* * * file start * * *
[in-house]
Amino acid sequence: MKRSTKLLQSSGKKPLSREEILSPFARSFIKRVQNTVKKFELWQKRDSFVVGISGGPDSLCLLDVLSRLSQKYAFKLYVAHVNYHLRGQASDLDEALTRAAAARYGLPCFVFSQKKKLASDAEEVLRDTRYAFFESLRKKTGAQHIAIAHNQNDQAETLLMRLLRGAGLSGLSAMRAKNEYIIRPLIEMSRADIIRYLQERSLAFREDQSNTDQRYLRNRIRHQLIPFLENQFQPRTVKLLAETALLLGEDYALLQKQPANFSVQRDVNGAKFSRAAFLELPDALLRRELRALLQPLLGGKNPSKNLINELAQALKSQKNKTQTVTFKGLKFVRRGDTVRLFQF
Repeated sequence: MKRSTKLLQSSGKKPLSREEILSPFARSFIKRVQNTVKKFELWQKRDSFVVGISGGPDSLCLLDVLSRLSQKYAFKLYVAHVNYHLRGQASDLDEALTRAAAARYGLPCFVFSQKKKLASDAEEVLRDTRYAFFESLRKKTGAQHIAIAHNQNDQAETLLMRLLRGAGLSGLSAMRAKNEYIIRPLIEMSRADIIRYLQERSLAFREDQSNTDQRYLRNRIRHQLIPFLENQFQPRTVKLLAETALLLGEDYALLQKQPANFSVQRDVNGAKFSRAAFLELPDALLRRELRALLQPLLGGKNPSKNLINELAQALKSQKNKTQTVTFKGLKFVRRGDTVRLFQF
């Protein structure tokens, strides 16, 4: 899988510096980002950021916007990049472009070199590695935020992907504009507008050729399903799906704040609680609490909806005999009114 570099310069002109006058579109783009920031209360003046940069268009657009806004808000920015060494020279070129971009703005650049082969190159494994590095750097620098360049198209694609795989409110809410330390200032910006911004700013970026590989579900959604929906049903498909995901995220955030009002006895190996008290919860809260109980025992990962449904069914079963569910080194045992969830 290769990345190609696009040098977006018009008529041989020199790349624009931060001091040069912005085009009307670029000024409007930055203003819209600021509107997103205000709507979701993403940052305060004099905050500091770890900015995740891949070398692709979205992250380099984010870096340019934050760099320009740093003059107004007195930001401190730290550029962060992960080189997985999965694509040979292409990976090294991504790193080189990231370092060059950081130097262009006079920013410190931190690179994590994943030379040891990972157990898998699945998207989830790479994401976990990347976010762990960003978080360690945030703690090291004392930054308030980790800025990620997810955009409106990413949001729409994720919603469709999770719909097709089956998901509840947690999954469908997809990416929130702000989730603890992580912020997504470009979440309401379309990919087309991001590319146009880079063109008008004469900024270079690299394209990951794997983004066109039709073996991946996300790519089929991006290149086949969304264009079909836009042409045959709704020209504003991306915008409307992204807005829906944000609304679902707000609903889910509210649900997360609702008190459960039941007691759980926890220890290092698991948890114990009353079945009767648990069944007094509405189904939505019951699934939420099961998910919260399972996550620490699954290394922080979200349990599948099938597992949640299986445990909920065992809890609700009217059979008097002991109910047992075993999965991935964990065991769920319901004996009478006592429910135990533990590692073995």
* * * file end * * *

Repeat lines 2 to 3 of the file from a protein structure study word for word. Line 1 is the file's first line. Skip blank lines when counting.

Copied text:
Amino acid sequence: MKRSTKLLQSSGKKPLSREEILSPFARSFIKRVQNTVKKFELWQKRDSFVVGISGGPDSLCLLDVLSRLSQKYAFKLYVAHVNYHLRGQASDLDEALTRAAAARYGLPCFVFSQKKKLASDAEEVLRDTRYAFFESLRKKTGAQHIAIAHNQNDQAETLLMRLLRGAGLSGLSAMRAKNEYIIRPLIEMSRADIIRYLQERSLAFREDQSNTDQRYLRNRIRHQLIPFLENQFQPRTVKLLAETALLLGEDYALLQKQPANFSVQRDVNGAKFSRAAFLELPDALLRRELRALLQPLLGGKNPSKNLINELAQALKSQKNKTQTVTFKGLKFVRRGDTVRLFQF
Repeated sequence: MKRSTKLLQSSGKKPLSREEILSPFARSFIKRVQNTVKKFELWQKRDSFVVGISGGPDSLCLLDVLSRLSQKYAFKLYVAHVNYHLRGQASDLDEALTRAAAARYGLPCFVFSQKKKLASDAEEVLRDTRYAFFESLRKKTGAQHIAIAHNQNDQAETLLMRLLRGAGLSGLSAMRAKNEYIIRPLIEMSRADIIRYLQERSLAFREDQSNTDQRYLRNRIRHQLIPFLENQFQPRTVKLLAETALLLGEDYALLQKQPANFSVQRDVNGAKFSRAAFLELPDALLRRELRALLQPLLGGKNPSKNLINELAQALKSQKNKTQTVTFKGLKFVRRGDTVRLFQF